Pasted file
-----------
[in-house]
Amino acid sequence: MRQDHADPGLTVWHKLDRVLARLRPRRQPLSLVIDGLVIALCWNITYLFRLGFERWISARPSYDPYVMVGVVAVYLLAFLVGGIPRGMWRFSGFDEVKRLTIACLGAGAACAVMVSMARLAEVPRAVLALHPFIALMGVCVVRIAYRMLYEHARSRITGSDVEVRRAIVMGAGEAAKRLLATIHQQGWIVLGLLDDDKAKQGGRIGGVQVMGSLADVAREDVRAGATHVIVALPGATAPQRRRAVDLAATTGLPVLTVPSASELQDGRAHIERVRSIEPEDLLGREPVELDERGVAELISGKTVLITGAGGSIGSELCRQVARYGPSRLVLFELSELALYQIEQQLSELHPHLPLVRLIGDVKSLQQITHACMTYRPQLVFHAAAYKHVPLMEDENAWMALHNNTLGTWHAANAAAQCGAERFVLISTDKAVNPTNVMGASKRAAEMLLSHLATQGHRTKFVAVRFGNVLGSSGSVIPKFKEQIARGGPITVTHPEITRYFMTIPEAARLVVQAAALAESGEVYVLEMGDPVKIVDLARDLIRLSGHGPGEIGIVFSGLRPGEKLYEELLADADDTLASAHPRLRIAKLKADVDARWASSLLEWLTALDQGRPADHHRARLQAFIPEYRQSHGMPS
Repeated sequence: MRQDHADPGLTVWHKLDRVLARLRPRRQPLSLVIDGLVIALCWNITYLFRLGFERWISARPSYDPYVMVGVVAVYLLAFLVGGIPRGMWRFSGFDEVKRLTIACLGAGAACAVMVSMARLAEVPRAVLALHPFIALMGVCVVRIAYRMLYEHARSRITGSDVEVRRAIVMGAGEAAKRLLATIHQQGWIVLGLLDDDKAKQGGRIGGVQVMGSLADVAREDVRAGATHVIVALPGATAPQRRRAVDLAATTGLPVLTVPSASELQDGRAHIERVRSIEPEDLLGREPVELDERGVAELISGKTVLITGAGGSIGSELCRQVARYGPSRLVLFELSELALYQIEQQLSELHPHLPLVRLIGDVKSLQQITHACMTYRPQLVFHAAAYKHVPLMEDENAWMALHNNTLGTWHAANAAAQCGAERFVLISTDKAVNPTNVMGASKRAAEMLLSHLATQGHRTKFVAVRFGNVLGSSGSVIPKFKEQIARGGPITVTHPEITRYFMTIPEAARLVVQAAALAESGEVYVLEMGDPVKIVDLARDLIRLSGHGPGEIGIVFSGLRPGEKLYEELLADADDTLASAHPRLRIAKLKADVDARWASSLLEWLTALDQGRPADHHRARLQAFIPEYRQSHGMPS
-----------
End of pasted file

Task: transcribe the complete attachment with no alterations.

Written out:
[in-house]
Amino acid sequence: MRQDHADPGLTVWHKLDRVLARLRPRRQPLSLVIDGLVIALCWNITYLFRLGFERWISARPSYDPYVMVGVVAVYLLAFLVGGIPRGMWRFSGFDEVKRLTIACLGAGAACAVMVSMARLAEVPRAVLALHPFIALMGVCVVRIAYRMLYEHARSRITGSDVEVRRAIVMGAGEAAKRLLATIHQQGWIVLGLLDDDKAKQGGRIGGVQVMGSLADVAREDVRAGATHVIVALPGATAPQRRRAVDLAATTGLPVLTVPSASELQDGRAHIERVRSIEPEDLLGREPVELDERGVAELISGKTVLITGAGGSIGSELCRQVARYGPSRLVLFELSELALYQIEQQLSELHPHLPLVRLIGDVKSLQQITHACMTYRPQLVFHAAAYKHVPLMEDENAWMALHNNTLGTWHAANAAAQCGAERFVLISTDKAVNPTNVMGASKRAAEMLLSHLATQGHRTKFVAVRFGNVLGSSGSVIPKFKEQIARGGPITVTHPEITRYFMTIPEAARLVVQAAALAESGEVYVLEMGDPVKIVDLARDLIRLSGHGPGEIGIVFSGLRPGEKLYEELLADADDTLASAHPRLRIAKLKADVDARWASSLLEWLTALDQGRPADHHRARLQAFIPEYRQSHGMPS
Repeated sequence: MRQDHADPGLTVWHKLDRVLARLRPRRQPLSLVIDGLVIALCWNITYLFRLGFERWISARPSYDPYVMVGVVAVYLLAFLVGGIPRGMWRFSGFDEVKRLTIACLGAGAACAVMVSMARLAEVPRAVLALHPFIALMGVCVVRIAYRMLYEHARSRITGSDVEVRRAIVMGAGEAAKRLLATIHQQGWIVLGLLDDDKAKQGGRIGGVQVMGSLADVAREDVRAGATHVIVALPGATAPQRRRAVDLAATTGLPVLTVPSASELQDGRAHIERVRSIEPEDLLGREPVELDERGVAELISGKTVLITGAGGSIGSELCRQVARYGPSRLVLFELSELALYQIEQQLSELHPHLPLVRLIGDVKSLQQITHACMTYRPQLVFHAAAYKHVPLMEDENAWMALHNNTLGTWHAANAAAQCGAERFVLISTDKAVNPTNVMGASKRAAEMLLSHLATQGHRTKFVAVRFGNVLGSSGSVIPKFKEQIARGGPITVTHPEITRYFMTIPEAARLVVQAAALAESGEVYVLEMGDPVKIVDLARDLIRLSGHGPGEIGIVFSGLRPGEKLYEELLADADDTLASAHPRLRIAKLKADVDARWASSLLEWLTALDQGRPADHHRARLQAFIPEYRQSHGMPS